Which arthritis medications for dogs have the least harmful effect on the kidneys?

Original Question: Hi Dr. Greenway too many calls into Talk Radio 1010 this morning so I was directed to your site. Our Yellow Lab Gracie turned 13 on March 14, 2017 - a milestone! She still acts like a crazy 6-month-old pup who loves people. Still enjoys her walk, a little bit slower, a little bit longer but insists on going out. Loves the backyard and I'm sure she’s convinced the squirrels are up to no good on our property. So once the side door opens she’s after them chasing them down the white fence and up the big old oak tree. My questions and concerns relate to Gracie’s pain management and mobility. She visited our local vet on April 11 and he decided to switch her from Metacam to Tramadol. She had been on Metacam for about 4 bottles in total every 6 weeks. After he did the bloodwork we went back the next day and based on these results he thought it would best to put her on Tramadol. Something to do with the numbers in her kidneys. However my question is at this point in her life we would just like the very best for her as we cannot possibly know her pain, how much, etc. Her mobility is great, she still goes up and down the stairs but her back legs are a little bit jerky, when you stand behind her on our walk and observe. The vet says she is definitely losing muscle in her back legs so the pain meds will help her immensely. Which one is best? The vet also prescribed for her 375mg Aventiclav to assist with her breath problem and this was great. Hopefully if she were also experiencing some pain in her teeth this would have helped her too. She also gets a chronic ear infection in her right ear something we've just learned to deal and we were given Canaural which works great. He said her heart sounds were good and we should be able to love her and enjoy her for 2 more years, wonderful! The vet also suggested Omega 3 & 6 (haven’t purchased this yet). Gracie also gets 2 GNC ultra mega hip & joint health vitamins, which have 750 mg glucose and 400mg chond. Again, which products should we purchase only from a vet and are there any products we can purchase online such as Amazon local retail stores? Our major concern is which pain medication should we consider for our Gracie, Metacam or Tramadol or other? Also at her age are the regular vaccinations still required? Such as rabies heartworm flea & tick etc. Looking forward to your reply. - Yvonne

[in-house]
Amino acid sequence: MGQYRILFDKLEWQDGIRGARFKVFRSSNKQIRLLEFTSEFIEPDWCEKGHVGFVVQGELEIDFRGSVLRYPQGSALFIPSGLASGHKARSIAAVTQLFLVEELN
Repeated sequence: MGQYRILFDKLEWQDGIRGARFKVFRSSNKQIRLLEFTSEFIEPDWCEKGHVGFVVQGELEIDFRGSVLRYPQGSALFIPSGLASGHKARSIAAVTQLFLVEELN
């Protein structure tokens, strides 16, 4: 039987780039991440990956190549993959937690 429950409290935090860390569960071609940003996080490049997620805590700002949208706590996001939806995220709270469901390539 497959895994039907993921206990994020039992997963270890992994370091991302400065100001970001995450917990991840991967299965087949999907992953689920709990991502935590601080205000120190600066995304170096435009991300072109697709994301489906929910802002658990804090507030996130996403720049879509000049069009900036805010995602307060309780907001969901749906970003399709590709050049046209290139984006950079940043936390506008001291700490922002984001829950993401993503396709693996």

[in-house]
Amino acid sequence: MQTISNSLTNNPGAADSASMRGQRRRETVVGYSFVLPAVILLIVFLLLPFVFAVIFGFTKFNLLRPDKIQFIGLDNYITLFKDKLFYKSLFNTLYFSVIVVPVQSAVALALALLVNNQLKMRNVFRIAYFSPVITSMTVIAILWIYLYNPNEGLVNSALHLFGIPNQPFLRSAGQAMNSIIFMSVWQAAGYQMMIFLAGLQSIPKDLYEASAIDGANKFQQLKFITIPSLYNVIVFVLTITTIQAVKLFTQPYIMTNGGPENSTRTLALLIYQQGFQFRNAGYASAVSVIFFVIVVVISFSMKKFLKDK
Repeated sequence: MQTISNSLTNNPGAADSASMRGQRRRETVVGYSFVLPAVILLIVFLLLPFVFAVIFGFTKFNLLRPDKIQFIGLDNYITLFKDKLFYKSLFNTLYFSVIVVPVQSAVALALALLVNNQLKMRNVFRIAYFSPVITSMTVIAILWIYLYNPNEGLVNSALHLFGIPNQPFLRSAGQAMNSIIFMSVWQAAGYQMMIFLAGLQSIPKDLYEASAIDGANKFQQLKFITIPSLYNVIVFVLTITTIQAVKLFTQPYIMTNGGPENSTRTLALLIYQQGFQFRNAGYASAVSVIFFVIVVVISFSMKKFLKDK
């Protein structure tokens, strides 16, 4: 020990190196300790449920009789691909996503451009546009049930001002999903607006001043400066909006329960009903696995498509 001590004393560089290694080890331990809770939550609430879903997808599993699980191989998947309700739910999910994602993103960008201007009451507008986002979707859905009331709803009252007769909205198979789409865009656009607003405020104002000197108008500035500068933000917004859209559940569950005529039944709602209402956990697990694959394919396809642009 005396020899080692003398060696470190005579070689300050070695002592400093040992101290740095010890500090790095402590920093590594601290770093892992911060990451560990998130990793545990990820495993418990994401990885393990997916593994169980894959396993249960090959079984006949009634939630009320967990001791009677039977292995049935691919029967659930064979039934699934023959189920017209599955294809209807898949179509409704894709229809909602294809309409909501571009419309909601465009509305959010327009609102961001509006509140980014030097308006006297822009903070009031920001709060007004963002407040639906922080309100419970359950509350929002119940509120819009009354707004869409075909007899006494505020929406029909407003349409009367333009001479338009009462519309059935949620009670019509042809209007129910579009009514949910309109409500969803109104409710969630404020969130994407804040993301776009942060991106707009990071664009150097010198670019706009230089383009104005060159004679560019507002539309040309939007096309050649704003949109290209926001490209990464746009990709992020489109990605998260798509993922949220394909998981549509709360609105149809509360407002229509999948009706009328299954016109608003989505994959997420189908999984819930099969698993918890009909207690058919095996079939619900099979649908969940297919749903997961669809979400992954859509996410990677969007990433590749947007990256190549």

Which arthritis medications for dogs have the least harmful effect on the kidneys? Jun 28, 2017

Hi Yvonne,

Thanks for your question.

It sounds like you have tried many of the treatments that can have a positive effect on the clinical symptoms of arthritis. The non-steroidal anti-inflammatory, or NSAID, can have side effects on kidney function and it sounds like your veterinarian has identified a problem there. Tramadol is a painkiller that is an opioid, similar to morphine, so it will reduce the pain that Gracie feels, but it will also allow some of the inflammation to continue in the joint which will further degenerate it and it may also cause some sedation. At this point, it’s ideal to consider using multiple treatments to address this problem. When you employ this strategy, it’s more likely that you can use lower doses of each medicine but when used in conjunction, it will still address the condition and reduces the chance of side effects of any one medicine.

I recommend you consider that use of PGAGs, polysulfated glycosaminoglycans. This drug is safe for the kidneys, rarely causes side effects, is very cost effective and can have a positive impact on the arthritis.

I also encourage you to check out our videos on arthritis one of which discusses “Signs of Arthritis in Cats and Dogs & 4 Key Factors to Prevent Any Lameness or Stiffness”, “Alternative Therapy for Pain and Arthritis in Dogs and Cats” as well as article “7 Strategies for Treating Arthritis in Pets” that I hope you find helpful.

All the best,

Dr. Clayton Greenway

Disclaimer: healthcareforpets.com and its team of veterinarians and clinicians do not endorse any products, services, or recommended advice. All advice presented by our veterinarians, clinicians, tools, resources, etc is not meant to replace a regular physical exam and consultation with your primary veterinarian or other clinicians. We always encourage you to seek medical advice from your regular veterinarian.

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